“And I came to tell you this: Not one brick or rock will be thrown, not one windowpane broken by us. When we leave here tonight, we are going to our homes. Don’t run about, don’t lag in the streets. To make sure you know I mean what I say, I want any person here tonight who sees somebody throw a rock or break a window to get word to my house in the morning, so I can go down and swear out the warrant myself to have them put in jail. We are not going to have violence in the street as we seek freedom. Not by us.”
Under Shuttlesworth’s leadership, the Movement in Birmingham flourished. Over several years’ time, he periodically prevailed on King to have the SCLC mount a major campaign in “America’s Johannesburg.” King resisted until the spring of 1963, when, badly in need of a “victory,” he agreed to join Shuttlesworth and the ACMHR in implementing “Project C,” a campaign of marches and protests that included the participation of schoolchildren. The resulting images of dogs and fire hoses turned on the protesters and of children being jailed alongside adults, riveted the attention of the world on Birmingham, as Shuttlesworth had known it would.
I was always fortunate to have other people around me who believed like I did, that God puts you where he wants you to be for His purpose. That’s why the Birmingham Movement was always strong, and Martin knew he could depend upon it.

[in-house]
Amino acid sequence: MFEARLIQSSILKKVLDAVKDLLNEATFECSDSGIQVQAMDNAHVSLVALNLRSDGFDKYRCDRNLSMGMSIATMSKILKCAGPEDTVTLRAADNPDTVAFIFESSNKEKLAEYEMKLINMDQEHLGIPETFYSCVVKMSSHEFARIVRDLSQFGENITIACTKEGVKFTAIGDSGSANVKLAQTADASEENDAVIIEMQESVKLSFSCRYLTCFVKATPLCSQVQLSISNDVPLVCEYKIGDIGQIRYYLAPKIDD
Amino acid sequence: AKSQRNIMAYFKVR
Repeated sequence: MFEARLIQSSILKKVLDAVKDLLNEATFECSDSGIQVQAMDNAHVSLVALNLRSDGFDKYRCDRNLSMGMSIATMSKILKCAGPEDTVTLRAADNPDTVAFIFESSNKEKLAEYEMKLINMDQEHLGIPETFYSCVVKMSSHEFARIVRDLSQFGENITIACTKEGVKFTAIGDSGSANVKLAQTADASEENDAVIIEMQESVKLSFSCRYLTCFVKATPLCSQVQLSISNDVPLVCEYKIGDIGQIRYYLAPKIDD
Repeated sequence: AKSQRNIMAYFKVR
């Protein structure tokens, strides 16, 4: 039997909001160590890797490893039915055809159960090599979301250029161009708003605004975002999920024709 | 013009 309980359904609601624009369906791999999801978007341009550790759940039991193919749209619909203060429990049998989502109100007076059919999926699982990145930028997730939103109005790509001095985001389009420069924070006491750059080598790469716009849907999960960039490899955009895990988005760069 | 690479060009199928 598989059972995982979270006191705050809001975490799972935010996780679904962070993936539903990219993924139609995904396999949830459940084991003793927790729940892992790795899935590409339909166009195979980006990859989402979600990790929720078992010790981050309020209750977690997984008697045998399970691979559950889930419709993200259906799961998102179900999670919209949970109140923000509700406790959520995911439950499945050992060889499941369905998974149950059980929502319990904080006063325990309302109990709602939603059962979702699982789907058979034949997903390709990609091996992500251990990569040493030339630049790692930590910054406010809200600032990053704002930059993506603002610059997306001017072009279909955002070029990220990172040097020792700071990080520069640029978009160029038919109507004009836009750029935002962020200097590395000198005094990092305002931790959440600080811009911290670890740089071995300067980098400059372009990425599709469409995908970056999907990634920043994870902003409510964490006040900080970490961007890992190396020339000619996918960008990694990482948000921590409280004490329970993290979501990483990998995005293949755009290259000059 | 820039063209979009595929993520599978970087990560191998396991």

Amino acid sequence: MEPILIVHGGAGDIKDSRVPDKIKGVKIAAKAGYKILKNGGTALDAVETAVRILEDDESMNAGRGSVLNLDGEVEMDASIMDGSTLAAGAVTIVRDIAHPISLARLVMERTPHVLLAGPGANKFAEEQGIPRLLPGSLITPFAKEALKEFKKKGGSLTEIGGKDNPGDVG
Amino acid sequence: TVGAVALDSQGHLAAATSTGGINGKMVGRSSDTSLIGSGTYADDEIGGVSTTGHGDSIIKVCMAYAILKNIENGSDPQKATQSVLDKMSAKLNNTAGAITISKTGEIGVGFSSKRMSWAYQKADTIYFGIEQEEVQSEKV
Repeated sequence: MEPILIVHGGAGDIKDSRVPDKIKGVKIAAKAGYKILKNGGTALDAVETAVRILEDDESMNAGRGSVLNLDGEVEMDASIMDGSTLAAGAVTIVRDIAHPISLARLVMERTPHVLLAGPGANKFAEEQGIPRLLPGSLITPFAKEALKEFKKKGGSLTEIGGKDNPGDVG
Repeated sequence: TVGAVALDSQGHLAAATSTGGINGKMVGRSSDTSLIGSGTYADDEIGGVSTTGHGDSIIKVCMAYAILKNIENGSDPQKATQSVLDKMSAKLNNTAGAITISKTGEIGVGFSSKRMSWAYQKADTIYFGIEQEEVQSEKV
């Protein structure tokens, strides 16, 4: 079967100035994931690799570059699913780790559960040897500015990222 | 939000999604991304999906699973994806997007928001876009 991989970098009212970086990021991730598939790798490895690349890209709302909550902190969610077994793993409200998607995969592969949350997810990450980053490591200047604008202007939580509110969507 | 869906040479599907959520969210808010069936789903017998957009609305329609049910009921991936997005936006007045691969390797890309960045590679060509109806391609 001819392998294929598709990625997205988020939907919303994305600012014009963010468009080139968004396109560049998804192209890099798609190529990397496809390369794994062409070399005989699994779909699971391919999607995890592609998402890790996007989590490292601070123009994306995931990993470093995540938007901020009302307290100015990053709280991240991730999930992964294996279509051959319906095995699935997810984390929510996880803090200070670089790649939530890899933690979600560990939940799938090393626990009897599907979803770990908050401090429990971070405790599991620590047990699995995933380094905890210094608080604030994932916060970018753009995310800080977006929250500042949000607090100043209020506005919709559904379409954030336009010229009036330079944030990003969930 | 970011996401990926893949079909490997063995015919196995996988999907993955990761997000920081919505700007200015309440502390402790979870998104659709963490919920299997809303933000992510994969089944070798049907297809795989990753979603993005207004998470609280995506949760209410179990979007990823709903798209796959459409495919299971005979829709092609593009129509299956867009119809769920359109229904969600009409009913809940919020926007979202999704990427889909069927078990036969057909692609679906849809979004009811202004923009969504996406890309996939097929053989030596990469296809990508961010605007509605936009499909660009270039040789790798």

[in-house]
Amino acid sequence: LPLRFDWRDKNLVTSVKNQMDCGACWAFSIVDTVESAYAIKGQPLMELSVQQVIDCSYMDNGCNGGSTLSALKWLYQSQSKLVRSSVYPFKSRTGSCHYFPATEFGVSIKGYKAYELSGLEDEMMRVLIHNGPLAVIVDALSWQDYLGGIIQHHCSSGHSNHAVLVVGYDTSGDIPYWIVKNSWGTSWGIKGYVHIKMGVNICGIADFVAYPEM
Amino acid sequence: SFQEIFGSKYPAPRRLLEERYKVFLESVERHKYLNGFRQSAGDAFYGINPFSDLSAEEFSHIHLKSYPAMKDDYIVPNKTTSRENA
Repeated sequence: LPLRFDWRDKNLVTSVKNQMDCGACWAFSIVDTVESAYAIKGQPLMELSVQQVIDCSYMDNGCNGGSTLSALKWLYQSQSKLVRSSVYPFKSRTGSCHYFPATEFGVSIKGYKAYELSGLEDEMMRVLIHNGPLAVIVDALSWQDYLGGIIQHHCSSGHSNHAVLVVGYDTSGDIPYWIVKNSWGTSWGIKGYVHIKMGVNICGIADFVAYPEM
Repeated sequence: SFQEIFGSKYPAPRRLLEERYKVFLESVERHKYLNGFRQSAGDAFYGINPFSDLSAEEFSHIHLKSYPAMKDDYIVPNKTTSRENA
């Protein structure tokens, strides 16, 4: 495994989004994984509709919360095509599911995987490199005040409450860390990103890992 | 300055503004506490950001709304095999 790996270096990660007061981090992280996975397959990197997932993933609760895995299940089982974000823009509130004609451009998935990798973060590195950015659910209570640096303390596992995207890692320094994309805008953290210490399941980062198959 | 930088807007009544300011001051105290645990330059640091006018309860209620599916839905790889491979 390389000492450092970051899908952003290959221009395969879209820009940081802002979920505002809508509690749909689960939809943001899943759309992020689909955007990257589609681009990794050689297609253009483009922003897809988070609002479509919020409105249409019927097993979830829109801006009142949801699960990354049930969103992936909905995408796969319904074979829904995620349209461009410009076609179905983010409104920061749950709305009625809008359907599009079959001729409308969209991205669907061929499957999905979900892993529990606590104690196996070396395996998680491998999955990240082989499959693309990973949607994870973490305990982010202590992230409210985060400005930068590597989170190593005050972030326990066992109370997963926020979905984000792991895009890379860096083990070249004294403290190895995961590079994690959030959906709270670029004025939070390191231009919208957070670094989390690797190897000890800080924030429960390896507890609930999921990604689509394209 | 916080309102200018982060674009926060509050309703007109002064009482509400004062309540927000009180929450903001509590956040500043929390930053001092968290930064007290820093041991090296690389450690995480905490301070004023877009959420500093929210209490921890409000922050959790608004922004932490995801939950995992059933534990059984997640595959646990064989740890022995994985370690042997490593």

I would talk to Martin and tell him that Birmingham was where it was at, that we needed him here and he needed to be here. I told him we were doing something that was the epitome of nonviolence, and if he didn’t get to Birmingham, we were going to go ahead and end segregation without him.
It was literally children who broke the back of segregation. They presented themselves, and it was one of the most beautiful pictures of my life to have seen those young people coming in streams to be taught what freedom really means. They were hungry at that time for some understanding of who they were and how they ought to relate to God and depend on God to carry them through crisis.
If you can’t take it, you can’t make it. If you really want to do the Lord’s work, you have to put yourself on the line and be willing to suffer in the right way, not retaliating. You have to be ready to not only give of yourself, you have to really offer everything you have on the altar of sacrifice. That’s what those children learned, and that’s what they represented when they went out to face what they faced. They took it on themselves to pay for our freedom.
In his biography of Shuttlesworth, A Fire You Can’t Put Out, Andrew Manis took note of the role of religious faith in the minister’s life and actions in the Movement. Like many religious persons who see God’s hand in great events, Manis wrote, Fred shared the interpretation [of the Movement] that “it was… God moving in human history.” Till the end of his life, nearly every sentence Shuttlesworth uttered had some direct or indirect reference to the power of spirituality in human affairs, and the role God played in bringing down segregation in Birmingham, Ala. and America.